Conox provides insight into the dangers of COVID outbreaks and divergent transmission

Vancouver – Vancouver Connex is leaving healthy players to test COVID-19, and we now know why.

Breaking its communication silence, the team released a medical report on Wednesday, summarizing the positive tests so far, confirming the presence of a corona virus variant and saying the outbreak was “a hereditary infection of an individual acquired in a social setting”.

The report, published by team doctor Dr. Jim Boward and epidemiologist Dr. Josh Douglas, stopped naming individuals or classifying individuals as players. Conak Winger was the first winger to test positive for COVID-19, which was confirmed positive the next day based on the March 29 model.

The social organization is believed to have been a Vancouver restaurant. Many have recently closed due to COVID exposures. The province closed interior food in restaurants on the same day as the positive test of cadets.

The NHL added its Canos report to an internal memo sent to its teams on Saturday against non-compliance with the league’s COVID-19 protocol, which barred players from leaving.

“We began to encounter cases that did not comply with the COVID-19 protocol, resulting in exposure and infection from the COVID virus,” the memo noted.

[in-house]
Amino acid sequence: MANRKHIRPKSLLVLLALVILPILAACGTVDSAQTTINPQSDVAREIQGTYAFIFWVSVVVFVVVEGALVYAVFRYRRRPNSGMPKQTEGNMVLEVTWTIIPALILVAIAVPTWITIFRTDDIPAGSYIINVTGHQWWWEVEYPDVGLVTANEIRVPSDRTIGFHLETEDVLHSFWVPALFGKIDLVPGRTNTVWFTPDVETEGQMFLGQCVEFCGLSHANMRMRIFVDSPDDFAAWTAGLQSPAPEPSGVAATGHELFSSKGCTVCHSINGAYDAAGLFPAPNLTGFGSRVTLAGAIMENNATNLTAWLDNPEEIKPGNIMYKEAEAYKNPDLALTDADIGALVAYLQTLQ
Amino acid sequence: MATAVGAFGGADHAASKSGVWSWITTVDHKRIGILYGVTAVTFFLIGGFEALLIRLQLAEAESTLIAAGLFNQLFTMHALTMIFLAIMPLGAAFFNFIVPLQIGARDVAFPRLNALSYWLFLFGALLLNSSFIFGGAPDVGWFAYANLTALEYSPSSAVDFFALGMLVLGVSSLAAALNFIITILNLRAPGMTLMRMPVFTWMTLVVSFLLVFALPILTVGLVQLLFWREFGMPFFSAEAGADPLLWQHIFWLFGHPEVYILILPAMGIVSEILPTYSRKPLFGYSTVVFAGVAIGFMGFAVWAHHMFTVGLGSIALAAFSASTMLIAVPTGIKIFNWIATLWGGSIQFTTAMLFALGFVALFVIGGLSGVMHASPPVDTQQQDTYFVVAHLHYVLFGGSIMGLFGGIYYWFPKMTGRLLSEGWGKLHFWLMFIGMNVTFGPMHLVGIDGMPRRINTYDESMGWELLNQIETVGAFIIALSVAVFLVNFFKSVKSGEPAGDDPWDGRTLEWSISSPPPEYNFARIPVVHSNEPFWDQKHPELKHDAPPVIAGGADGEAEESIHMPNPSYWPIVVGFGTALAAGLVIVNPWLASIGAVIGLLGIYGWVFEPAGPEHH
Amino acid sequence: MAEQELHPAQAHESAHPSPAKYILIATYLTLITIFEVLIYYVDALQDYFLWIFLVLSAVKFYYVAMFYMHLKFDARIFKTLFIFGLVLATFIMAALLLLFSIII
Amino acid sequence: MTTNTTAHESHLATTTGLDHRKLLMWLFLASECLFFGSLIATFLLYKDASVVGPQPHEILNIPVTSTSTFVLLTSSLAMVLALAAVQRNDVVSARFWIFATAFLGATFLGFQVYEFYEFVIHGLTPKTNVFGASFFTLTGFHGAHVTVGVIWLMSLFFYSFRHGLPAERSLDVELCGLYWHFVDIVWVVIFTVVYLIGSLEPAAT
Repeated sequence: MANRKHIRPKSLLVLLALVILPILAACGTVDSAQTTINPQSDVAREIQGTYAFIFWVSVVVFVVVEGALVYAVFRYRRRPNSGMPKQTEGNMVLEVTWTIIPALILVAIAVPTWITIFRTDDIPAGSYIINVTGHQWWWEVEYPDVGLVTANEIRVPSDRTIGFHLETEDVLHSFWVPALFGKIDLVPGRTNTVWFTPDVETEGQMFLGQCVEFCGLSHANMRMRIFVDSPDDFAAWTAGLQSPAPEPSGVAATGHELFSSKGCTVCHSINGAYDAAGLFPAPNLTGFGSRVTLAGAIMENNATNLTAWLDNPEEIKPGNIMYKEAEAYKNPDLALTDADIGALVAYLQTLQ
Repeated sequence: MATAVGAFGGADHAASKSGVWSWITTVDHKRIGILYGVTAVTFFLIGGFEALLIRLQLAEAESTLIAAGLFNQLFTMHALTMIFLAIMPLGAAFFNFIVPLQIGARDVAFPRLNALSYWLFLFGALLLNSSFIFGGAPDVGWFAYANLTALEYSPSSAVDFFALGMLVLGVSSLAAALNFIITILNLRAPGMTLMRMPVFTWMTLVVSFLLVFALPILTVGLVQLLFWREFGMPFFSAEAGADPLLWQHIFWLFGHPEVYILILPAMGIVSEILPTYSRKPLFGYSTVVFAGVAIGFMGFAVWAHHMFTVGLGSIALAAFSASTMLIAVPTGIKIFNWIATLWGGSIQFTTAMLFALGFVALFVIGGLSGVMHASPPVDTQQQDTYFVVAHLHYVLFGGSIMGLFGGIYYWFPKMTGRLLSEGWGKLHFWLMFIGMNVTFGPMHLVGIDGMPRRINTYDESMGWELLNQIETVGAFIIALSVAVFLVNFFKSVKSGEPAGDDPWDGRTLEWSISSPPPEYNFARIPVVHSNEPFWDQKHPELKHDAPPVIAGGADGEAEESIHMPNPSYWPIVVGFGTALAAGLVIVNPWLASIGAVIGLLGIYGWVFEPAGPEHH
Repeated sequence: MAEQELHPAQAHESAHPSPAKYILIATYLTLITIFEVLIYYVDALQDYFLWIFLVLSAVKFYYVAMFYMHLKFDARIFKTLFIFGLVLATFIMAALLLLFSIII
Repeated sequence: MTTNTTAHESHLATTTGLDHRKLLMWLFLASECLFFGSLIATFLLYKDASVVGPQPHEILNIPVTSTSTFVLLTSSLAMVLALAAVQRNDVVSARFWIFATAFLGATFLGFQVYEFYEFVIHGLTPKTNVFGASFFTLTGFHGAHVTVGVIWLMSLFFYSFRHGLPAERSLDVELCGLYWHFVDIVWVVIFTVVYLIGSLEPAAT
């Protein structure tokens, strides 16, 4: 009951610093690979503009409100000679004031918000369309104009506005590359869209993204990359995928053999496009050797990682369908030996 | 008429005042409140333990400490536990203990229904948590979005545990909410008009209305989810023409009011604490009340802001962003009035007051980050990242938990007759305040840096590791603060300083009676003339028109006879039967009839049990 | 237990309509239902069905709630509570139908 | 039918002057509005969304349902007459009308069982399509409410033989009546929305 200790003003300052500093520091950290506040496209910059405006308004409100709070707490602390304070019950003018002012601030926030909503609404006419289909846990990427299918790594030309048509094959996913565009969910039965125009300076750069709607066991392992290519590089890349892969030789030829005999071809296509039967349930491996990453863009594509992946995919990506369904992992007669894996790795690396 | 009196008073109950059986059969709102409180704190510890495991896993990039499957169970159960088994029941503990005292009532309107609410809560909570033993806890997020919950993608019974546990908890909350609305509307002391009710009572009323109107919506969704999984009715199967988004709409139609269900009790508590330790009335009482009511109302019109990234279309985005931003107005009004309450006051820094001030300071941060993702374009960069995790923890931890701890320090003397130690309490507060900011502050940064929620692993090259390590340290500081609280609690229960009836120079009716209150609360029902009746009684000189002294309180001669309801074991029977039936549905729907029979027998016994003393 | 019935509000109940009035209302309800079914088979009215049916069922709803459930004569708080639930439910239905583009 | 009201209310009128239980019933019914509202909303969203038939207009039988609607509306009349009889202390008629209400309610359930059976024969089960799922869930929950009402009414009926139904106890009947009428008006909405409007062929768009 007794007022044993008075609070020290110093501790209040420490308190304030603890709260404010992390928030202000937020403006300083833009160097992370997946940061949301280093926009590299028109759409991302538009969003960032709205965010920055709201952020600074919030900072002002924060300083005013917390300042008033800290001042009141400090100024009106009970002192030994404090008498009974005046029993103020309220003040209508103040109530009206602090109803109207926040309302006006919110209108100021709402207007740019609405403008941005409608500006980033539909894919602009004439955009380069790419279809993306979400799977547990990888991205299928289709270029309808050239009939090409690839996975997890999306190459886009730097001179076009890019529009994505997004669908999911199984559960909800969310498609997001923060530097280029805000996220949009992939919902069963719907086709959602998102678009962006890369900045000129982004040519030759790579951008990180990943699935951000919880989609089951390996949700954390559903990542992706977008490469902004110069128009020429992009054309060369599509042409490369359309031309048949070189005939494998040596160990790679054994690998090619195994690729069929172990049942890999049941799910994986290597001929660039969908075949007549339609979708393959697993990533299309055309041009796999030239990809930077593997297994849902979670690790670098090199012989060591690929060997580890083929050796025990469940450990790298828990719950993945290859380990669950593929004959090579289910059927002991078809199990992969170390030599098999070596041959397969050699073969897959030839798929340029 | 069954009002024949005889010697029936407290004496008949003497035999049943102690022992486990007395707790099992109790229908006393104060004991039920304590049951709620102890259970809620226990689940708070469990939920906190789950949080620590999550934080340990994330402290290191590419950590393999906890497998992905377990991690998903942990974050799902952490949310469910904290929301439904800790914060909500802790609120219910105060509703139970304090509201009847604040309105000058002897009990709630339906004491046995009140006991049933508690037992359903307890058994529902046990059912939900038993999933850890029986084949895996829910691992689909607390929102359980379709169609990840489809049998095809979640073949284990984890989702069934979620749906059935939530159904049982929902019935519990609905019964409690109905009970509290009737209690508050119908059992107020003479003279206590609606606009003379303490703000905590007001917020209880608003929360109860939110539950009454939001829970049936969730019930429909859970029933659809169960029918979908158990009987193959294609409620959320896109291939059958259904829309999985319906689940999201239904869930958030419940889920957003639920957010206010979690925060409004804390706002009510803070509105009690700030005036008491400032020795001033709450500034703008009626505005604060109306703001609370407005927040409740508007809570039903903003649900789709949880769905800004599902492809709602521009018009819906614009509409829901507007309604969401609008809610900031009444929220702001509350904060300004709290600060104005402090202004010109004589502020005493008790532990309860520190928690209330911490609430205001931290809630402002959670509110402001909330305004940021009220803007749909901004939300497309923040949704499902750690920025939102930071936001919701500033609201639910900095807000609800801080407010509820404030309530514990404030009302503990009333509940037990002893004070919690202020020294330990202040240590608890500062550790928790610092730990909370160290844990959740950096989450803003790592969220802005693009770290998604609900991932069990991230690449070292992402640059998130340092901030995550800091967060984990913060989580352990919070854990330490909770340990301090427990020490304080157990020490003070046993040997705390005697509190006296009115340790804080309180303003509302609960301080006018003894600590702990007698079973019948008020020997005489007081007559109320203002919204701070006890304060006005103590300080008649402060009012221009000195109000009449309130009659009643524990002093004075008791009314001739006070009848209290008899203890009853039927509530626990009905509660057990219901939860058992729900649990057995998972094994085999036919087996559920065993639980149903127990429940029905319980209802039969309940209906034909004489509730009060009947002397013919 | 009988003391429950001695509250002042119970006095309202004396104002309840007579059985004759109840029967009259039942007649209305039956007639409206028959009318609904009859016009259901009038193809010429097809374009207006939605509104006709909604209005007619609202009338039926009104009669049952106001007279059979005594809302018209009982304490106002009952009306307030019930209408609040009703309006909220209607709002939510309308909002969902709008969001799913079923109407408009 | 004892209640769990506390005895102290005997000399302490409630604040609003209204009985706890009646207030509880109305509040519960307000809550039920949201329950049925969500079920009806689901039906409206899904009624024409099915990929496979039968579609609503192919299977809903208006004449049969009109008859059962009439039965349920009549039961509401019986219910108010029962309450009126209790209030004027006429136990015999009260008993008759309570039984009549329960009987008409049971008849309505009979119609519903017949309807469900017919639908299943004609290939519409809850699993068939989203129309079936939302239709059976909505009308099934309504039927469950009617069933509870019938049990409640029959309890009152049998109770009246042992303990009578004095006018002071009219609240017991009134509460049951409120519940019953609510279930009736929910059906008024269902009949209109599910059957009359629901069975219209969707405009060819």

Shortly after the game against Vancouver on March 20, when players Joel Armia and Jesperry Cotkonemi went to the Covit protocol, the Canucks report also had the side effects of freeing the Montreal Canadians. By extension, the NHL is also hooked.

Dr. Powert and Douglas said 21 of the 25 members of the Canucks who tested positive were members of the Vancouver taxi team. Following the press release, defenseman Nate Schmidt was added to the NHL’s protocol list, which has 19 players and is the biggest Canucks to explode in the league this season.

Among the 22 people listed on Vancouver’s NHL list are Brock Poser, J.D. Miller, Jimmy Wessey and Jordi Benn are the only ones who were not on the Govt protocol at the time the team closed. The queue for the daily morning driver-test at the Rogers Arena is getting much shorter.

Oh, Henry

The day after British Columbia State Health Officer Dr. Bonnie Henry responded to the news, the CONAX media release said, “He was unaware that any of the cases in the CONAX system were related to B1.”

His answer to a question about the COVID variant associated with Brazil received an almost rejected tone when he added, “I don’t know where it started.”

It sounded like a condemnation. Personally, Canucks was a bit surprised by his opinion because the system and the NHL were operating at the time of the explosion, under the belief that it could destroy the P1 variant team. This is not a hockey-operations hypothesis, but the best guess of the club and the league’s medical staff based on circumstantial and case evidence.

The report on the eruption of Knox by Sportsnet and others reflects this belief and warns of an increased risk of an increasingly widespread B1 variant in BC, against which 20-39 year olds are particularly vulnerable.

The Vancouver Sun newspaper on Wednesday published a report entitled “Provincial Lobals Variation Numbers.” The government said it was reducing variances within its COVID-19 aggregates.